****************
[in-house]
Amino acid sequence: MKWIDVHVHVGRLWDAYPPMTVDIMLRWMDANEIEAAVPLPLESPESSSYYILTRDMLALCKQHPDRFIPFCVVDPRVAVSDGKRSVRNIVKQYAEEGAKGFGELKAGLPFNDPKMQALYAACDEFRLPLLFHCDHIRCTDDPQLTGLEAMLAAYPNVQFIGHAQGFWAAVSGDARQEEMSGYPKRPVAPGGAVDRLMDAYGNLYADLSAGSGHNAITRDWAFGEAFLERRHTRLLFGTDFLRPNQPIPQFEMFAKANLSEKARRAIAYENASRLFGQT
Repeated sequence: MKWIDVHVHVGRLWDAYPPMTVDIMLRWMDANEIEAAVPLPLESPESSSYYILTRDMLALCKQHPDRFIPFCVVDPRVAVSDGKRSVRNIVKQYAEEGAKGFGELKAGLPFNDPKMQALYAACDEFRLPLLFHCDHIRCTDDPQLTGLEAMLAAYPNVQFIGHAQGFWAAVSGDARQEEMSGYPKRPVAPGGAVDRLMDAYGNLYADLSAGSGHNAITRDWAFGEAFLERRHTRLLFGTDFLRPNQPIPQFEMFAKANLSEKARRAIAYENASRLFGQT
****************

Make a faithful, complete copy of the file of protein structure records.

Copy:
[in-house]
Amino acid sequence: MKWIDVHVHVGRLWDAYPPMTVDIMLRWMDANEIEAAVPLPLESPESSSYYILTRDMLALCKQHPDRFIPFCVVDPRVAVSDGKRSVRNIVKQYAEEGAKGFGELKAGLPFNDPKMQALYAACDEFRLPLLFHCDHIRCTDDPQLTGLEAMLAAYPNVQFIGHAQGFWAAVSGDARQEEMSGYPKRPVAPGGAVDRLMDAYGNLYADLSAGSGHNAITRDWAFGEAFLERRHTRLLFGTDFLRPNQPIPQFEMFAKANLSEKARRAIAYENASRLFGQT
Repeated sequence: MKWIDVHVHVGRLWDAYPPMTVDIMLRWMDANEIEAAVPLPLESPESSSYYILTRDMLALCKQHPDRFIPFCVVDPRVAVSDGKRSVRNIVKQYAEEGAKGFGELKAGLPFNDPKMQALYAACDEFRLPLLFHCDHIRCTDDPQLTGLEAMLAAYPNVQFIGHAQGFWAAVSGDARQEEMSGYPKRPVAPGGAVDRLMDAYGNLYADLSAGSGHNAITRDWAFGEAFLERRHTRLLFGTDFLRPNQPIPQFEMFAKANLSEKARRAIAYENASRLFGQT